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TOR Mast-Cimarossa Vineyard Cabernet Sauvignon 2005

Cabernet Sauvignon from Howell Mountain, Napa Valley, California
  • RP93
15.1% ABV
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15.1% ABV

Winemaker Notes

The year started out with heavy rain, but a dry spell in March put bud break right on time. May and June were wet months with up to 8’’ falling in many of the vineyards. July was warm, before we settled into a long cool growing season that lasted well into November for our Cabernet harvest. This extremely long hang time developed very mature flavors and dark colors, but at lower alcohol levels than 2001-2004. I was quoted in a futures tasting article for the Wine Spectator as saying the vintage was “Bordeaux-like.” I’ll add to that, “Bordeaux-like in a great year.

Critical Acclaim

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RP 93
Robert Parker's Wine Advocate
Offering up notes of blueberries, black raspberries, and currants in a soft, Pomerol-like style, the 2005 Cabernet Sauvignon Mast-Cimarossa possesses sweet tannins, adequate acidity, and a plush texture as well as finish. Drink it over the next 10-12 years.
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TOR
TOR, Howell Mountain, Napa Valley, California
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We make great wines simply because we love making them. Wine is irresistible, it is fun, and it is about sharing passion, good fortune and community. TOR exists today because of the relationships we’ve cultivated over decades with mentors, grapegrowers and friends. This is indisputable: Tor knows a great vineyard. Less is always more when it comes to bottling some of the best grapes on the planet. In the tussle between the will of nature and the winemaker – our work is staying out of the way.

Howell Mountain

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Today Cabernet Sauvignon is the star of this part of Napa’s rugged, eastern hills, but Zinfandel was responsible for giving the Howell Mountain growing area its original fame in the late 1800s.

Winemaking in Howell Mountain was abandoned during Prohibition, and wasn’t reawakened until the arrival of Randy Dunn, a talented winemaker famous for the success of Caymus in the 1970s and 1980s. In the early eighties, he set his sights on the Napa hills and subsequently astonished the wine world with a Howell Mountain Cabernet Sauvignon. Shortly thereafter Howell Mountain became officially recognized as the first sub-region of Napa Valley (1983).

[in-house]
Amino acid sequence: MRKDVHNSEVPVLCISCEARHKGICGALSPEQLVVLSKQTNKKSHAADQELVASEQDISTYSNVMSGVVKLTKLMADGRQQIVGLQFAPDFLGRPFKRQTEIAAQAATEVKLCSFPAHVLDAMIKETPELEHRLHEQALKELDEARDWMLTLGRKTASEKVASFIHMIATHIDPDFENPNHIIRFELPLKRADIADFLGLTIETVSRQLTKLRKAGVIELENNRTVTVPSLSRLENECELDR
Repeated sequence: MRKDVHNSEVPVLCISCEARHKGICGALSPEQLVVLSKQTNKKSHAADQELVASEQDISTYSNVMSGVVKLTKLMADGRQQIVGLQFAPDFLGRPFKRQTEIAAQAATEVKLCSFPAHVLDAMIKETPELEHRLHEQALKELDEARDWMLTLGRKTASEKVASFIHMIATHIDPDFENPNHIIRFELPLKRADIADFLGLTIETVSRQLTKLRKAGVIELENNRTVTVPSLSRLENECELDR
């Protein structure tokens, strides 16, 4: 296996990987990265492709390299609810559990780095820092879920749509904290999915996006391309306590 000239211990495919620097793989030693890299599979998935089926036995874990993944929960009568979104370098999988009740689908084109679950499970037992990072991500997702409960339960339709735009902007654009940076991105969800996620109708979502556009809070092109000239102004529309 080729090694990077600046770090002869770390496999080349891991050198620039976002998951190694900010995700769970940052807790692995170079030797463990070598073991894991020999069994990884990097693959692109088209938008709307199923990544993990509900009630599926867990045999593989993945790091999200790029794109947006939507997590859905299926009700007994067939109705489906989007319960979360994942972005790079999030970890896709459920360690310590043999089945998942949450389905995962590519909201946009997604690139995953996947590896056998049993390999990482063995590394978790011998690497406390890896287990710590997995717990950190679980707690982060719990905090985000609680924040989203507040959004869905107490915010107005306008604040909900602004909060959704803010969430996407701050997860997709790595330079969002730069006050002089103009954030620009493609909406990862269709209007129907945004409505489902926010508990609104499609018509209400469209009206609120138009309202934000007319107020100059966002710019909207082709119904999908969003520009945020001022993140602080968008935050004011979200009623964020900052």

With vineyards at 1,400 to 2,000 feet in elevation, they predominantly sit above the fog line but the days in Howell Mountain remain cooler than those in the heart of the valley, giving the grapes a bit more time on the vine.

The Howell Mountain AVA includes 1,000 acres of vineyards interspersed by forestlands in the Vaca Mountains. The soils, shallow and infertile with good drainage, are volcanic ash and red clay and produce highly concentrated berries with thick skins. The resulting wines are full of structure and potential to age.

Today Cabernet Sauvignon, Merlot and Petite Sirah thrive in this sub-appellation, as well as its founding variety, Zinfandel.

Cabernet Sauvignon

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A noble variety bestowed with both power and concentration, Cabernet Sauvignon is now the world's most planted grape variety. Inherently high in tannins and acidity, the best bottlings of Cabernet can age beautifully, with the ability to last fifty years or more. Cabernet Sauvignon flourishes in temperate climates like Bordeaux's Medoc region and forms the base of the Medoc reds, which are typically mostly Cabernet with Merlot and smaller amounts of some combination of Cabernet Franc, Malbec and Petit Verdot. (Enjoying a great deal of success in various regions around the world, this blend is now globally referred to as a Bordeaux Blend.) Cabernet Sauvignon has enjoyed great success throughout the world, particularly in the Napa Valley, and is responsible for some of the world’s most prestigious and sought-after “cult” wines.

In the Glass

High in color, tannin and extract, Cabernet Sauvignon expresses notes of blackberry, cassis, plum, currant, spice and tobacco. In Bordeaux and elsewhere in the Old World you'll find the more earthy, tannic side of Cabernet, where it is typically blended to soften tannins and add complexity. In warmer regions like California Washington, Argentina, Chile and Australia, you can typically expect more ripe fruit flavors upfront.

Perfect Pairings

Cabernet Sauvignon is right at home with rich, intense meat dishes—beef, lamb and venison, in particular—where its opulent fruit and decisive tannins make an equal match to the dense protein of the meat. With a mature Cabernet, opt for tender, slow-cooked meat dishes.

Sommelier Secrets

Despite the modern importance and ubiquity of Cabernet Sauvignon, it is actually a relatively young variety. In 1997, DNA profiling revealed the grape to be a spontaneous crossing of Cabernet Franc and Sauvignon Blanc which took place in 17th century southwestern France.

LSB208587_2005 Item# 208587